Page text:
Similarly, it’s important to be specific regarding who will inherit your belongings. You’ll need to be able to assign an accurate value on items like trophies, saddles and farm equipment.
As far as your land is concerned, you might want to ensure that the property doesn’t end up becoming a shopping mall. A good way to do this is with what is called a conservation easement. This is a legal agreement that limits certain types of uses or prevents development on the land. Conservation easements are helpful in that they include income tax and land preservation benefits. On the downside, the easement can decrease the land’s value and make it more difficult to sell. This limits the potential of its future use.
Negotiating conservation easements can also be complicated, so work with an attorney who is familiar with them to evaluate whether this might be a good option for your estate and your legacy.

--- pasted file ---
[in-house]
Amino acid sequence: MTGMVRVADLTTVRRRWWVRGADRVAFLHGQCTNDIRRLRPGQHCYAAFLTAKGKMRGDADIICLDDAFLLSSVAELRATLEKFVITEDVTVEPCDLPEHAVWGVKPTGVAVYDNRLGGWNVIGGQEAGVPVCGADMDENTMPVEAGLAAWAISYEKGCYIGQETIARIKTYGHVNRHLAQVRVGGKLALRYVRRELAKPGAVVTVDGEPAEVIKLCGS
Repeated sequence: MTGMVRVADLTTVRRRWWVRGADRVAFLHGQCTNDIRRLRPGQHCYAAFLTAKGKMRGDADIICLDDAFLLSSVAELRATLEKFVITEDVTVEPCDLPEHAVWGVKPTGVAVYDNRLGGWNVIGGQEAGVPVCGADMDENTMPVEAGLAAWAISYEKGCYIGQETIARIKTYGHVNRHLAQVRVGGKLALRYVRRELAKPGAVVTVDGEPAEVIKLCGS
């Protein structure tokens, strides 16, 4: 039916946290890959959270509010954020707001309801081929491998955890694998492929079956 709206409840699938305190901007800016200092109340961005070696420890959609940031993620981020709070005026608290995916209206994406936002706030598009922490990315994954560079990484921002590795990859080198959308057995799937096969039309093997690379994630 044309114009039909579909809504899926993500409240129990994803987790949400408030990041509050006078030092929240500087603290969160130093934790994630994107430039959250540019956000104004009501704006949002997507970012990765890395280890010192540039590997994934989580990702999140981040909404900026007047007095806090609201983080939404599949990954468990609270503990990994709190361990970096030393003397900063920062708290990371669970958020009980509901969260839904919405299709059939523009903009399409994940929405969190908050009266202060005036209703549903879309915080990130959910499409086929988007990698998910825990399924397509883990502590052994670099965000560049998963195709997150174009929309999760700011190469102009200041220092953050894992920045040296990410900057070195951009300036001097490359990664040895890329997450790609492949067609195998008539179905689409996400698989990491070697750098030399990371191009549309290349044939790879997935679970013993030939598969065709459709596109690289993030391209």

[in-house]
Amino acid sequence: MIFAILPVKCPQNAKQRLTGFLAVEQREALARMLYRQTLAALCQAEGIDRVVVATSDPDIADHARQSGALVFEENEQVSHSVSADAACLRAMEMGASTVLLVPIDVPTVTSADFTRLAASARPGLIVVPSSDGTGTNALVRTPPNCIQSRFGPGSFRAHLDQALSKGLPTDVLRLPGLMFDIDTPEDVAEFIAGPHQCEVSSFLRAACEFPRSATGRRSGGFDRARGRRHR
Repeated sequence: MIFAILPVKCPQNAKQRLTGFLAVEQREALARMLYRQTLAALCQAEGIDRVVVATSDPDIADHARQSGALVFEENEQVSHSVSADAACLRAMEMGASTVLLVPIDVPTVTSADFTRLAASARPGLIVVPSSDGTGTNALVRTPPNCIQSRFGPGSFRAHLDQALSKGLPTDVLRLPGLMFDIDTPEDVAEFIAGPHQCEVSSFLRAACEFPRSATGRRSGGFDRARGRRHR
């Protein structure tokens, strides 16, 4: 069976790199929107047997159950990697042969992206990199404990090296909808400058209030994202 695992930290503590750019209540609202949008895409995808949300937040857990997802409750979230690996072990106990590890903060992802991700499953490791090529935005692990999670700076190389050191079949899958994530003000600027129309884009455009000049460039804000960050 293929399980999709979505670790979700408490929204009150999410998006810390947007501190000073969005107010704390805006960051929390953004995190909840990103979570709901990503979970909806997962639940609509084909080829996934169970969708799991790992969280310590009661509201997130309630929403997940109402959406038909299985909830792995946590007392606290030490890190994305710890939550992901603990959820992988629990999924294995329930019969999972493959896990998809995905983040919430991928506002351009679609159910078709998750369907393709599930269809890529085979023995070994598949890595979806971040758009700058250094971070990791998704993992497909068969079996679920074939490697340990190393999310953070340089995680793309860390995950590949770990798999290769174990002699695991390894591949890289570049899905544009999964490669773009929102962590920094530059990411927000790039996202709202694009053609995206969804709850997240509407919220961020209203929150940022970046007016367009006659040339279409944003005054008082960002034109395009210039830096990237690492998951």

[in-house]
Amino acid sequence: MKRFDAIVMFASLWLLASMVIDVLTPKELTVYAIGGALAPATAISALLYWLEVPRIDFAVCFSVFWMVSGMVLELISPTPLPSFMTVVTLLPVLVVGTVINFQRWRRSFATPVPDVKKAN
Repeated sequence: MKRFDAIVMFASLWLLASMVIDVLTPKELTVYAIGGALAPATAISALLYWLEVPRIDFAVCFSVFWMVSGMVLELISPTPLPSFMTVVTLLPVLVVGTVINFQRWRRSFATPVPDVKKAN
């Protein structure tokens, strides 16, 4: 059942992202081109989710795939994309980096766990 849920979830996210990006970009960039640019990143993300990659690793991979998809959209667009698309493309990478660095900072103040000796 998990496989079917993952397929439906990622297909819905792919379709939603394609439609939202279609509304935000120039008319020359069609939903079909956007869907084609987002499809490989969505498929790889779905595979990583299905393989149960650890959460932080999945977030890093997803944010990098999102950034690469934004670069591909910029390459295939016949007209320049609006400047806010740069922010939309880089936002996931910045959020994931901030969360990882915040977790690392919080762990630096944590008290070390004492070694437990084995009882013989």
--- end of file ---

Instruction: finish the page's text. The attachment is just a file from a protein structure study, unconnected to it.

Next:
If you own an equine business, you need to decide what you want the future of the business to be when you pass away. A qualified estate planning attorney can help you decide what to do and then address all of the related issues.
Once you’ve decided what you want to do when you die, you need to get it in writing. Spend some time with a qualified estate planning attorney and discuss your individual situation to see which options will work best for you. That way you can make certain that your horses, your land and your other assets are handled according to your wishes.
Reference: thehorse.com (July 17, 2016) “Estate Planning Tips for Horse Owners”

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Make Certain Your Dynasty Succeeds After You’re No Longer in Power

Bigstock-Extended-Family-Outside-Modern-13915094The Yakima Herald article, "Passing the baton: 6 challenges for family business succession," says that maybe one reason family dynasties are of interest is that they're so tough to achieve. While 88% of family business owners believe the same family or families will control their business in the future, only about 30% make it into the second generation—and fewer than 5% make it to the fourth.